Apparently MTV has featured or, in some countries, still features a show called Chillout Zone. Much to my surprise they’ve played Biosphere and I was able to find this video for your viewing pleasure. I’m in the process of familiarizing myself with Biosphere, but I can’t recall enjoy ambient music of this style so much since the first time I heard The Orb. His direct relation to the early pioneers of electronic music makes his sound all the more attractive to me and you’re likely to hear more of his music on Laughter in the future, especially considering how well he blends synth-heavy ambience with field-recording samples and danceable rhythms.
As for Christina Carter and Charalambides, well I’ll let her performance and Tom Carter’s interview do the talking. Brainwashed has interviewed Tom Carter of Charalambides and has made that interview plus some live material available for easy viewing. Charalambides have released an almost innumerable amount of records over the last 17 years and continue to change and experiment with their sound. They morph between guitar freak-out noise, surreal folk meditations, quiet and melodic songs, and unusual jazz-touched improv. Christina’s performance on these videos is particularly stunning; make sure to take the time to view this.
I have a couple of Current 93 reviews forthcoming and a mix still in the works, so keep checking back for updates.
Thanks for listening!
01. Pierre Henry & Michel Colombier “Psyché Rock” from Psyché Rock (1997) on Polydor — originally released in 1967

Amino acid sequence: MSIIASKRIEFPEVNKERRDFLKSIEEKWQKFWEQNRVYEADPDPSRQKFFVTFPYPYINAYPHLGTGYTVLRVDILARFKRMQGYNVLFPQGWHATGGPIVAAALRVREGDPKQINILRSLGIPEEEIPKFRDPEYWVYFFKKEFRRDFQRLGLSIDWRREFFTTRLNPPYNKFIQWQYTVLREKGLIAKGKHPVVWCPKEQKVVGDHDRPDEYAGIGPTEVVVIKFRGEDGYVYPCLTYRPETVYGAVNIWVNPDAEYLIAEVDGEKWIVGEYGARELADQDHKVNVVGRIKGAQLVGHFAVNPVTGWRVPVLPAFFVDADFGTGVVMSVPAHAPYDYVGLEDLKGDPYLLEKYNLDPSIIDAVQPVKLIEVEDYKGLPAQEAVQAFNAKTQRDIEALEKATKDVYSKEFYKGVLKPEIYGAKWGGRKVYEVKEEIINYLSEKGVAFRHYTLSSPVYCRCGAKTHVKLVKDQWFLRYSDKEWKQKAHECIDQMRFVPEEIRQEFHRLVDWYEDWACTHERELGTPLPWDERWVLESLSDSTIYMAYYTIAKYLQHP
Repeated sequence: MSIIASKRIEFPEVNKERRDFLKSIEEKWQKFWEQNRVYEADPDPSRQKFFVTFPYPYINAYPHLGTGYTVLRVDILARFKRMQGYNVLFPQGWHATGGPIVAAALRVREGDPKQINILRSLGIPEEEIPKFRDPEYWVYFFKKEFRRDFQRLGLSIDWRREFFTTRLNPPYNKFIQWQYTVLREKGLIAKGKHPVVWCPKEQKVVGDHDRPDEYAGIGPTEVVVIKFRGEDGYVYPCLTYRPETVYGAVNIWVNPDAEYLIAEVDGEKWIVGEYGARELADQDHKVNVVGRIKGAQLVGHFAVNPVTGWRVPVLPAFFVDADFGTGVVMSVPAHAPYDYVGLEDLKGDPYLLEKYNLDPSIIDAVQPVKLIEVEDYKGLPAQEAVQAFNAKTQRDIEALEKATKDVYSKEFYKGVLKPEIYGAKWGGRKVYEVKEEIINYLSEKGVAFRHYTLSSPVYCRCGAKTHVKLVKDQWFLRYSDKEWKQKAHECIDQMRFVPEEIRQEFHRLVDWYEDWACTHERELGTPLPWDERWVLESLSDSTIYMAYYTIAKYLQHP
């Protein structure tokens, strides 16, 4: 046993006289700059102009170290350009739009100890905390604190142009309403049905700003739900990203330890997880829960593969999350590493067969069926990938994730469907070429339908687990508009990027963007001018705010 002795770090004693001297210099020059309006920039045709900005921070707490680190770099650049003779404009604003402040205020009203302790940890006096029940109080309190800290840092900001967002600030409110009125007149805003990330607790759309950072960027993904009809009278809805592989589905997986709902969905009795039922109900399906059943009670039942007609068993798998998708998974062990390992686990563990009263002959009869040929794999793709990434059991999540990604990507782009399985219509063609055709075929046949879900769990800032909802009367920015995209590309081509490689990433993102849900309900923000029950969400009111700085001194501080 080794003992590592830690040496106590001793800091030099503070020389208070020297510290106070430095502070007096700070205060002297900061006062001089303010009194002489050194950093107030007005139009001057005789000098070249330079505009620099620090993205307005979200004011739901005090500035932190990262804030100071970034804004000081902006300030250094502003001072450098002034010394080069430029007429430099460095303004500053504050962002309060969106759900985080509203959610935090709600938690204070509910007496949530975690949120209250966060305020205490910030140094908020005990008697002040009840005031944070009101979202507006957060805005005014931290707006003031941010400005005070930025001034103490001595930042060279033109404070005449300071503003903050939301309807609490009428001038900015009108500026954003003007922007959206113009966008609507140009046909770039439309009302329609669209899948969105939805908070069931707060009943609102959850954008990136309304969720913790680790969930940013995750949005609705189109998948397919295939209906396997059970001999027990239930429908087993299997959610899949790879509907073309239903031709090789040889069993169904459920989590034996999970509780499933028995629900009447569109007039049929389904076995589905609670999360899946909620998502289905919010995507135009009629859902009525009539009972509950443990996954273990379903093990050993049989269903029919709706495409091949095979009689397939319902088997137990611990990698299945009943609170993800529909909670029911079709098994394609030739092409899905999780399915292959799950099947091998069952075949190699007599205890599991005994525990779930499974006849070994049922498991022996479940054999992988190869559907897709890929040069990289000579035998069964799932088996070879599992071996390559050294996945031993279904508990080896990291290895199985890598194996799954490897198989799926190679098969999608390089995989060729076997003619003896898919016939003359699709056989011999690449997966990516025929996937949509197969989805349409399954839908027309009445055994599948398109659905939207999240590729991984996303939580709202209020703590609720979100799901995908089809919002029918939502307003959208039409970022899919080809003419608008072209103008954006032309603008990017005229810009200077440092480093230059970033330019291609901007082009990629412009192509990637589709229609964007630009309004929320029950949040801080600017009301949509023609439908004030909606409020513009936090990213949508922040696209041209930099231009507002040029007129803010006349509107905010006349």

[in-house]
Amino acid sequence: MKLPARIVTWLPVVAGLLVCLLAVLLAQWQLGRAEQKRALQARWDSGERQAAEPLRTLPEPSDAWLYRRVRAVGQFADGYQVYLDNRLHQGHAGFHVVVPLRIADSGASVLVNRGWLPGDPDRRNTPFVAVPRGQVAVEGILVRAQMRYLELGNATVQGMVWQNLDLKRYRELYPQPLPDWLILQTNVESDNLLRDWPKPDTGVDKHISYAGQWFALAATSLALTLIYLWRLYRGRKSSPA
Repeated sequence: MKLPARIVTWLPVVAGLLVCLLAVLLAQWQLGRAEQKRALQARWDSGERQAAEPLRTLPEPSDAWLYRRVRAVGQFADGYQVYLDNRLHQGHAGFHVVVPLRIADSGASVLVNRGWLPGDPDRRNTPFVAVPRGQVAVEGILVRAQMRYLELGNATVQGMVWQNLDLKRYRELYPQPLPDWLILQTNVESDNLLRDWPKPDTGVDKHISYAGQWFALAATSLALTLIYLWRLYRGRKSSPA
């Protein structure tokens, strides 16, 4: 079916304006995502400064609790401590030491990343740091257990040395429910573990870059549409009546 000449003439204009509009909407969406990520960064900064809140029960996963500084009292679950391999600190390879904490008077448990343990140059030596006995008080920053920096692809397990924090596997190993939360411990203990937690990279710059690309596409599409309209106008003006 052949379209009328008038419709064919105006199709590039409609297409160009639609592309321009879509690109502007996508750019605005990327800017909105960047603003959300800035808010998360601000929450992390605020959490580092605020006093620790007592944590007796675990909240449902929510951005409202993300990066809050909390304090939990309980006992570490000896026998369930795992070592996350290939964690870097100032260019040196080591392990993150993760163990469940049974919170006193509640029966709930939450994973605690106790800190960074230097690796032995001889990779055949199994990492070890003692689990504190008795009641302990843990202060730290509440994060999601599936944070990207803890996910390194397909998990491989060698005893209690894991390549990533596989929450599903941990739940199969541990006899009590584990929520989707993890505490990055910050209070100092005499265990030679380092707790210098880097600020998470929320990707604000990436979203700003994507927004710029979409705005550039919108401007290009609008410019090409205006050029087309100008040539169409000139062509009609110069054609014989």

02. The Legendary Pink Dots “A Distant Summer” from The Whispering Wall (2004) on ROIR
03. Benoit Pioulard “Palimend” from Precis (2006) on Kranky
04. Arthur Russell “Make 1, 2” from Calling Out of Context (2004) on Audica
05. Foetus “Miracle” from Love (2005) on Birdman
06. Soft Cell “Memorabilia” from Non Stop Ecstatic Dancing (1982) on Some Bizzare
07. Matmos “The Struggle Against Unreality Begins” from The Civil War (2003) on Matador
08. Autechre “Thepic” from Quaristice (2008) on Warp
09. Pseudocode “Holzwege” from Europa (1982) on Insane Music
10. Kammerflimmer Kollektief “Implodiert” from Maander (2001) on Payola
11. Meat Beat Manifesto “Acid Again” from Actual Sounds and Voices (1998) on Nothing
12. Death in June “This is Paradise I” from Free Tibet (2006) on DIJ.com — ft. David Tibet
13. Biosphere “Antennaria” from Substrata (1997) on All Saints
14. Coil “A Cold Cell” from A Guide for Beginners (2001) on Feelee
15. Fovea Hex “While You’re Away” from Neither Speak Nor Remain Silent: Two (2006) on Die Stadt
16. Andreas Martin and Christoph Heemann “Die Nachbarn” from Lebenserinnerungen Eines Lepidopterologen (2004) on Robot Records — composed in 1991
17. Battles “Tras” from Tras (2004) on Cold Sweat
18. Christina Carter “Moving Intercepted” from Electrice (2006) on Kranky
19. Vertonen “Failure (Graywater Terminal)” from Orchid Collider (2005) on CIP
20. Panacea & Hanayo “You Hungry Man” from Hanayo in Panacea (1998) on Mille Plateaux
21. Tim Hecker “Arctic Lover’s Rock, Part 1 (Excerpt)” from Haunt Me, Haunt Me, Do It Again (2001) on Substractif